In its first draft, Tammyland was combined with a very different story. Gretchen’s personal life and second manuscript were entirely different from how they stand now. And the narrator, Jamie, was the mother of a one-and-a-half year old daughter. I was about three quarters of the way finished with it, but something kept me from getting to the end. One day I read through it and felt something is really wrong here. I won’t go into great detail about what was wrong, but the bottom line is that Gretchen’s story somehow didn’t fit with Tammyland.
Four months from my deadline, I started over, keeping only a few of the Tammyland pieces. I also decided to make Jamie pregnant—partly because I thought it would be interesting to have her at this turning point in her life, but partly because I was newly pregnant myself and I liked to occasionally use the manuscript as a place to bitch about how crappy I felt. The following couple of months are a blur now—I remember a lot of writing, a lot of nausea, and a lot of snapping at my husband. I handed in the manuscript in November and then was given my revisions by editor in January. By then I’d “caught up” with Jamie’s “seven months pregnant.” I did some pretty significant revision—along with updating some of the later pregnancy bits. For example, there’s a scene where Jamie looks down and realizes that her belly is covered in cracker crumbs. I never would have thought of this if I hadn’t been pregnant myself. While pregnant, I discovered what a messy eater I am—crumbs that normally would’ve fallen onto the floor and into my lap unnoticed were now clearly visible to everyone. And I, like Jamie, played Patsy Cline’s music to my belly.
My publisher’s copy edits arrived on our doorstep the day my daughter was born. I attended to them (usually one-armed) in a haze of night feedings and diaper changes. Later, when I was reviewing the galleys, I added one sentence to the final pages of the book—one where Jamie expresses a sentiment about her first days with her baby son. Without that line, I felt Jamie appeared too cold regarding her new role as a mother. And it gave me a chance to bring together the end of the book with my own story.
07-30-2012 11:32 PM
I just got started on Miss When When I'm Gone last night and am to the point that she is meeting with Gretchen's bf. Just wanted to stop by and say hi.
07-31-2012 12:18 AM
Enjoyed it very much. I will have to check out your other books!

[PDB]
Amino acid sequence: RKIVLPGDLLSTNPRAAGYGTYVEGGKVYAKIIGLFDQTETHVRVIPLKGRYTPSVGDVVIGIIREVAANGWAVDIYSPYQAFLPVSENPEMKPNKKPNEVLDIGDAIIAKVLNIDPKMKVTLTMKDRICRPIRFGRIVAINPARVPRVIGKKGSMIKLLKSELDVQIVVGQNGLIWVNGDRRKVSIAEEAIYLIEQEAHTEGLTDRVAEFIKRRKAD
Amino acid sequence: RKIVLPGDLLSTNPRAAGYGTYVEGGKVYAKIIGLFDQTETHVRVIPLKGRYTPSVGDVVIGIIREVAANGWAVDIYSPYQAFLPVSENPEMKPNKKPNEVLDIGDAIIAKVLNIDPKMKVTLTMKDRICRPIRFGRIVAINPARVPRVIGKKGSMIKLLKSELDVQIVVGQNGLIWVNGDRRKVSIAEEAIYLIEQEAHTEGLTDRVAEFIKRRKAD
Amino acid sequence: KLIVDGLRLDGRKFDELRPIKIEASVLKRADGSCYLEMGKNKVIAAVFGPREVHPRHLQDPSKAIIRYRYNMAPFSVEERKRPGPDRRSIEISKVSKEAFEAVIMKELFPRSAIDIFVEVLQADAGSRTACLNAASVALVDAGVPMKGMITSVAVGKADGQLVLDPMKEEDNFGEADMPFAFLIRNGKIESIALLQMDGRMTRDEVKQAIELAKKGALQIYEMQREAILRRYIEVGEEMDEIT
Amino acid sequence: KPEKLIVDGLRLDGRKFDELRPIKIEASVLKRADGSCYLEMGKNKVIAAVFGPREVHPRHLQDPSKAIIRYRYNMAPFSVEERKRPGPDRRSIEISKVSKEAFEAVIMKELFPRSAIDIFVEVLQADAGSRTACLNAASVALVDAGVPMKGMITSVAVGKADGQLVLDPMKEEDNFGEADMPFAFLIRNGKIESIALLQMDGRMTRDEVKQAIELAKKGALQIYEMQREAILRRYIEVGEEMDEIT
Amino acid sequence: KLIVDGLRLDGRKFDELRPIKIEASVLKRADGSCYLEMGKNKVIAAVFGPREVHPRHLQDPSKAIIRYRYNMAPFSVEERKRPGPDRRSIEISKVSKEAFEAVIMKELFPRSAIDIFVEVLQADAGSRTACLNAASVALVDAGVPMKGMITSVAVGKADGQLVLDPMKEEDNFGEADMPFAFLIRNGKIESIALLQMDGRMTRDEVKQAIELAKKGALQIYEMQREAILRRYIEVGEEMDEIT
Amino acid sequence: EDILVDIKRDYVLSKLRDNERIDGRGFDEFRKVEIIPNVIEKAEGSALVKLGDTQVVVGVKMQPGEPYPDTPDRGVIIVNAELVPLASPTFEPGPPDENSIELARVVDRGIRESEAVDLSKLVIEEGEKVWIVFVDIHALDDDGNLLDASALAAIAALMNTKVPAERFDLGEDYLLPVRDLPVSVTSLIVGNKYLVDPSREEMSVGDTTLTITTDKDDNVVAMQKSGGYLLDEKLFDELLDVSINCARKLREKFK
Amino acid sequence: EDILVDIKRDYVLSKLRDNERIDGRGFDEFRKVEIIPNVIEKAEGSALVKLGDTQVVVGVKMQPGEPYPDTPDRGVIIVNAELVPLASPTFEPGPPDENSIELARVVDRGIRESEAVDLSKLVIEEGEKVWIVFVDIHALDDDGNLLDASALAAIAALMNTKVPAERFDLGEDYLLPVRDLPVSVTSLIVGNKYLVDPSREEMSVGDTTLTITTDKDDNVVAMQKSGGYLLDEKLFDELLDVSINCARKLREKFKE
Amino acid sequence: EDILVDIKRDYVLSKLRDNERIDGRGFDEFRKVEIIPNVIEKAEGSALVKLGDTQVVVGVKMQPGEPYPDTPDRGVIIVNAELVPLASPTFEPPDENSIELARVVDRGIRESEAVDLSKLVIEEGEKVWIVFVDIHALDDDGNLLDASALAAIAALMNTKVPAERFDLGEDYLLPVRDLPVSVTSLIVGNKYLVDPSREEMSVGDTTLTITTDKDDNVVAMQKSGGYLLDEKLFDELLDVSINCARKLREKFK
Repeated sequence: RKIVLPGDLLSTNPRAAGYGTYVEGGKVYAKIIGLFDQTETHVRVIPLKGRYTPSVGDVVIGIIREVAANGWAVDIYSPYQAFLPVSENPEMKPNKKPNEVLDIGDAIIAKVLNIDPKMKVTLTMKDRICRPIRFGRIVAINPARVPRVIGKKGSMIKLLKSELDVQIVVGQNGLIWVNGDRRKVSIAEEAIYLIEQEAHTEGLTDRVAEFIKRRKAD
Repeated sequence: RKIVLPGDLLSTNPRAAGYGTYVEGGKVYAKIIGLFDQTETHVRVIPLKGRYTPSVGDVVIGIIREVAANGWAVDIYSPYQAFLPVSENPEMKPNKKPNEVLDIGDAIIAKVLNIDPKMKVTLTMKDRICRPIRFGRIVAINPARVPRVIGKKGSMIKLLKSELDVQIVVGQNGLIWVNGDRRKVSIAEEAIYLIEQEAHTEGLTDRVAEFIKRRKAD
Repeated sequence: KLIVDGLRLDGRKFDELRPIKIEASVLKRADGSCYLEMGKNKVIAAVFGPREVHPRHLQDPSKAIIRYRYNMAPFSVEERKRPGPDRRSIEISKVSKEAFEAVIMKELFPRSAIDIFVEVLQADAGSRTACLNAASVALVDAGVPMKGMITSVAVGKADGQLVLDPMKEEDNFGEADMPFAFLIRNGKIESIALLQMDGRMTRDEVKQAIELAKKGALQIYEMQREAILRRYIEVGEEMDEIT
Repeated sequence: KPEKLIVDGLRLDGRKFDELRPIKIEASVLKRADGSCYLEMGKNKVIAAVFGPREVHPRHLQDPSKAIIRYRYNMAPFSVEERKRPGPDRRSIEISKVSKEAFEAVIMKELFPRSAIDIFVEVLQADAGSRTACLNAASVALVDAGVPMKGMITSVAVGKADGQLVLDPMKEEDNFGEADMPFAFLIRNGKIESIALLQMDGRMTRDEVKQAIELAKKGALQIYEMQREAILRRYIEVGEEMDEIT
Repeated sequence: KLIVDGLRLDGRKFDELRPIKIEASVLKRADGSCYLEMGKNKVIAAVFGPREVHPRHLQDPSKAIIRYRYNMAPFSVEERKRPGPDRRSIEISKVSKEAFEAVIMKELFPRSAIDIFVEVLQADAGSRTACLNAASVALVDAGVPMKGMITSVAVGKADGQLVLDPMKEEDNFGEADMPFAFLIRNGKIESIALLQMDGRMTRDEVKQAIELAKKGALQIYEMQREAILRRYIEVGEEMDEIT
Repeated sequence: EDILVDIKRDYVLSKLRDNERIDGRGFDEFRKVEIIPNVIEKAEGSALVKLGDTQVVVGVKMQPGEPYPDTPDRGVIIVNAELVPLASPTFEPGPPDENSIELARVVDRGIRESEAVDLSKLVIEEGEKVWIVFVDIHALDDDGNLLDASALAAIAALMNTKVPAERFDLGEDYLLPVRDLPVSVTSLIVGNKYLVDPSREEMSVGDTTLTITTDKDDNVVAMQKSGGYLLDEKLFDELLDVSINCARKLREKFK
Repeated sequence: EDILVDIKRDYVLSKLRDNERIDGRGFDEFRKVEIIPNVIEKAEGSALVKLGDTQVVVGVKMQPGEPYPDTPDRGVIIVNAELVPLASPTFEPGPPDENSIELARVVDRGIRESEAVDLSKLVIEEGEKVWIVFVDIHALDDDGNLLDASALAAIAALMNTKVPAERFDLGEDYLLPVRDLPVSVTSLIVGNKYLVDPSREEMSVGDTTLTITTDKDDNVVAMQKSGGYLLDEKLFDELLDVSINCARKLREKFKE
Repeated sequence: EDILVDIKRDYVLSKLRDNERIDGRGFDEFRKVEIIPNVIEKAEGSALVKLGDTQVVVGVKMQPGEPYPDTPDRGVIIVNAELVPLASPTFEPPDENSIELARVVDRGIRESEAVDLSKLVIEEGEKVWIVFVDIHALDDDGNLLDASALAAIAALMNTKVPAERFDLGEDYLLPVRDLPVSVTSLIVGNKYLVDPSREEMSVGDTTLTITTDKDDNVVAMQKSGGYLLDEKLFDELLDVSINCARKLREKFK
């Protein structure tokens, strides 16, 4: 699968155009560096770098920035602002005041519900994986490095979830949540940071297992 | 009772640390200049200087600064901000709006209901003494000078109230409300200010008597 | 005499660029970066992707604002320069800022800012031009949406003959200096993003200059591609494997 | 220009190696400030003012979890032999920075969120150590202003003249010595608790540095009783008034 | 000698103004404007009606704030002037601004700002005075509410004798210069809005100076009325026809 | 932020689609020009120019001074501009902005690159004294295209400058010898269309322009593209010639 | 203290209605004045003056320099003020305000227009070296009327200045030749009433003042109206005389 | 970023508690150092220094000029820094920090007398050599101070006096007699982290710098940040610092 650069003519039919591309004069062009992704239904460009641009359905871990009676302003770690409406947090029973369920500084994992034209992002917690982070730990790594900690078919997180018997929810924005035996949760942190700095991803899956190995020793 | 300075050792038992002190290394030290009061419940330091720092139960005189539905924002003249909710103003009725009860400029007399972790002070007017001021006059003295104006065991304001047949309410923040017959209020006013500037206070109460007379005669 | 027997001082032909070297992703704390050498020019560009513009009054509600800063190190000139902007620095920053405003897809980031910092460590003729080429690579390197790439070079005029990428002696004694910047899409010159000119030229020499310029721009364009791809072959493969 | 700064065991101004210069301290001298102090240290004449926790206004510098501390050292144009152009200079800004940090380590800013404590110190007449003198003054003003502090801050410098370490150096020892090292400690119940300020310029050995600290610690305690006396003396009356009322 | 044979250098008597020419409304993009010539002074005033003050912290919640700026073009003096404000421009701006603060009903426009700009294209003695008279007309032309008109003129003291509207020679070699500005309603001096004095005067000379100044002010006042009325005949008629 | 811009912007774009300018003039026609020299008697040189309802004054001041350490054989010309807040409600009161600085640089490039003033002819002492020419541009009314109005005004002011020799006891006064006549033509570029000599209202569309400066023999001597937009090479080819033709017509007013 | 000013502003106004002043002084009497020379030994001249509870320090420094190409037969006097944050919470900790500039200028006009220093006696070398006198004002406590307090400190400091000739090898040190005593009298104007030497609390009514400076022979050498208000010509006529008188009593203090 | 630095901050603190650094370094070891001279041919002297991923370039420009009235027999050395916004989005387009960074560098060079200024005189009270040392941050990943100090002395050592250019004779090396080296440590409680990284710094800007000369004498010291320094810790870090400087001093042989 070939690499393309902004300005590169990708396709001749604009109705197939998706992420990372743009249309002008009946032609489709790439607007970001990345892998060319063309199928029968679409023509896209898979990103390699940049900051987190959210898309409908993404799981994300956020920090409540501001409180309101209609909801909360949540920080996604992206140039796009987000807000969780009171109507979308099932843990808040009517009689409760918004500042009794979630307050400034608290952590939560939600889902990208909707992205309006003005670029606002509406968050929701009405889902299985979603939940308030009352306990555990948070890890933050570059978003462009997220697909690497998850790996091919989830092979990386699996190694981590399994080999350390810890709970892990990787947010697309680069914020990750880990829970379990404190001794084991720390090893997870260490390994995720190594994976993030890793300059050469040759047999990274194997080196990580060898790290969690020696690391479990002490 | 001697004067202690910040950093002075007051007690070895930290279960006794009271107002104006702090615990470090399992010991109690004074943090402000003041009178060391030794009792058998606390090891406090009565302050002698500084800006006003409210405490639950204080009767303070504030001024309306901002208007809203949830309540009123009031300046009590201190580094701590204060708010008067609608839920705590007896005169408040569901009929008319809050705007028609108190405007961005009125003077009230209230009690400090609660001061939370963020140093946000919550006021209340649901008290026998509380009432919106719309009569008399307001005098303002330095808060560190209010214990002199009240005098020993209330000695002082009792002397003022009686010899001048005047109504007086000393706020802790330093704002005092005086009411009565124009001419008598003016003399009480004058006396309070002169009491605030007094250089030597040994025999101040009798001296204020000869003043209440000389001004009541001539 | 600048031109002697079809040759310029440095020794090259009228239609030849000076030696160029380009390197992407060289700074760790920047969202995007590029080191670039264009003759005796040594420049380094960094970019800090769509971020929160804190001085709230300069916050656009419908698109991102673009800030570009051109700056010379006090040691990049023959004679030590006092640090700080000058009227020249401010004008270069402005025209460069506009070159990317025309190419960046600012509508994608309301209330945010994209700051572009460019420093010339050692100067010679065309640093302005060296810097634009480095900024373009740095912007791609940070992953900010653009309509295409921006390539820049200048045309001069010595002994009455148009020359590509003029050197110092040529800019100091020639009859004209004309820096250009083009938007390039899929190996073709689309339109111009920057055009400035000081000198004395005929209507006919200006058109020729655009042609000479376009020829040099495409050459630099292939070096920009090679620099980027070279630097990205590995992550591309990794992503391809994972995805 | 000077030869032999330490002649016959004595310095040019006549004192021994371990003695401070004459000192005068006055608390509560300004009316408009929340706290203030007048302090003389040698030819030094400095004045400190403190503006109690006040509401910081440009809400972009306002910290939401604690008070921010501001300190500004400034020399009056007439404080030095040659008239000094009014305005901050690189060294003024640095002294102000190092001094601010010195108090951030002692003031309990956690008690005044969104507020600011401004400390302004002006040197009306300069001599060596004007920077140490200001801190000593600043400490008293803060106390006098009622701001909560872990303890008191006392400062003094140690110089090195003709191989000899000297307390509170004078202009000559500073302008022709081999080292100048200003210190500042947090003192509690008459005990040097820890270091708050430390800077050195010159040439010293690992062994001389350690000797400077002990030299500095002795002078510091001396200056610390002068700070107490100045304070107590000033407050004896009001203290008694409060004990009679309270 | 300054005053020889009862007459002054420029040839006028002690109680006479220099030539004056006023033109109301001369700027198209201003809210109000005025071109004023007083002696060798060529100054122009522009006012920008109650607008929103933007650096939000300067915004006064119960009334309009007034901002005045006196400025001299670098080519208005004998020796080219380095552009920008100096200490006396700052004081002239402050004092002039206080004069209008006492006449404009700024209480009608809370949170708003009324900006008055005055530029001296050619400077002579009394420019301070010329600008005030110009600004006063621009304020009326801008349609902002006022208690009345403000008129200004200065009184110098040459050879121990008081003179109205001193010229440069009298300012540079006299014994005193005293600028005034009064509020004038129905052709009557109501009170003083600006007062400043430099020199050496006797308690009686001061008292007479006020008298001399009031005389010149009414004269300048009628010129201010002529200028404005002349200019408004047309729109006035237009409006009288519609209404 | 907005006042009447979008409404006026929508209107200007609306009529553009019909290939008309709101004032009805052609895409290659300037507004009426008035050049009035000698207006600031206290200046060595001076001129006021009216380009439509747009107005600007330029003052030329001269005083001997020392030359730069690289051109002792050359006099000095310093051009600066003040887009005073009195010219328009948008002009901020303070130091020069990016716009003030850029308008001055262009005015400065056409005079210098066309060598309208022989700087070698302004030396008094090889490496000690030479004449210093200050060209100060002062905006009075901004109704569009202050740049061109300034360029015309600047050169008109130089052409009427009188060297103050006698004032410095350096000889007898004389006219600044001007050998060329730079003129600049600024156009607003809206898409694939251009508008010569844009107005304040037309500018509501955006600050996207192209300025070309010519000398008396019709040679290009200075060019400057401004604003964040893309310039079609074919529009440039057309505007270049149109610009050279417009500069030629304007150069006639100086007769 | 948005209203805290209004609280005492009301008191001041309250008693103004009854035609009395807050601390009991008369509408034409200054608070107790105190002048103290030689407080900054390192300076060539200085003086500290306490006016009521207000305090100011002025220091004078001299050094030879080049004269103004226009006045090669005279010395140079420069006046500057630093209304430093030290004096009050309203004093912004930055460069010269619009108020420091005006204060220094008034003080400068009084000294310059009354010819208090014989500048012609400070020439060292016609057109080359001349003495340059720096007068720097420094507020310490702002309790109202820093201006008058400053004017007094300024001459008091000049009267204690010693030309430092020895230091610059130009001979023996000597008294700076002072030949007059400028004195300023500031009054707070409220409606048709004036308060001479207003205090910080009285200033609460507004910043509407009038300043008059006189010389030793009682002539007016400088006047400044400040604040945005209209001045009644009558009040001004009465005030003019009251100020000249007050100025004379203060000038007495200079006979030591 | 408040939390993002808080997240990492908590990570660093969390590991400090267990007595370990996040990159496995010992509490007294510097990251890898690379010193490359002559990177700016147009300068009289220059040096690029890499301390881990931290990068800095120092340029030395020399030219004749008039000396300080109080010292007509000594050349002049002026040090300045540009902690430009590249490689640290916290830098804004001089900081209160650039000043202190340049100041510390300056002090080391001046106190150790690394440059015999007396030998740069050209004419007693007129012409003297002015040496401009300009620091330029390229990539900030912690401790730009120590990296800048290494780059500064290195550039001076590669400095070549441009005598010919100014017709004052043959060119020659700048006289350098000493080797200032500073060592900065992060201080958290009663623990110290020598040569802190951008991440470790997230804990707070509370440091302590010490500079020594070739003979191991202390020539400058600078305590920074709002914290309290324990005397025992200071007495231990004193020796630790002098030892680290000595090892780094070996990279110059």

07-31-2012 08:08 AM
My daughter is a huge Jennifer McMahon fan. When I showed her Jennifer's recommendation and interview, she was hooked! I think she's going to start with MISS ME WHEN I'M GONE. I've read THE ROSE NOTES but I still need to check out the third book.
07-31-2012 11:58 AM
Becke, thanks for having me here!
I love Jennifer McMahon's books too . . .
Hi Emily! My daughter is a big reader but we don't always share the same tastes. I thought she'd like your books, but I had to catch my daughter's attention first! I think she's going to read the new book first - I'm building up her to-be-read pile!
07-31-2012 11:58 AM
07-31-2012 02:54 PM
07-31-2012 11:41 PM
Are you already working on your next book, Emily? (I guess I should ask if it's completed, which is probably more to the point!) I'm curious to see what topic you'll focus on the next time out. Can you give us any hints, or is it too soon to say?
08-01-2012 12:46 PM
Wow, that was a great interview of Emily done by Jennifer McMahon. I'm intrigued by Emily's use of women who have been big stars in classic country music. I was never a fan of the "twangy" country music, but have to say I've moved more towards country music in the past few years. Now my family members all think I'm kind of crazy when I hum or sing country tunes!
I'd be interested in knowing what Emily thinks of some of the current female country singers and how she thinks they measure up against the pioneers. Anyway, I'm adding Miss Me When I'm Gone to my TBR pile.
08-10-2012 08:25 PM
I just wanted everyone to know that I have a review and giveaway of Miss Me When I'm Gone posted on my blog. I can say the book wasn't for me, mainly linear and narrative issues, but I think most mystery fans will enjoy it.
Here is a link if anyone want's to try and win it: http://wordsmithonia.blogspot.com/2012/08/miss-me-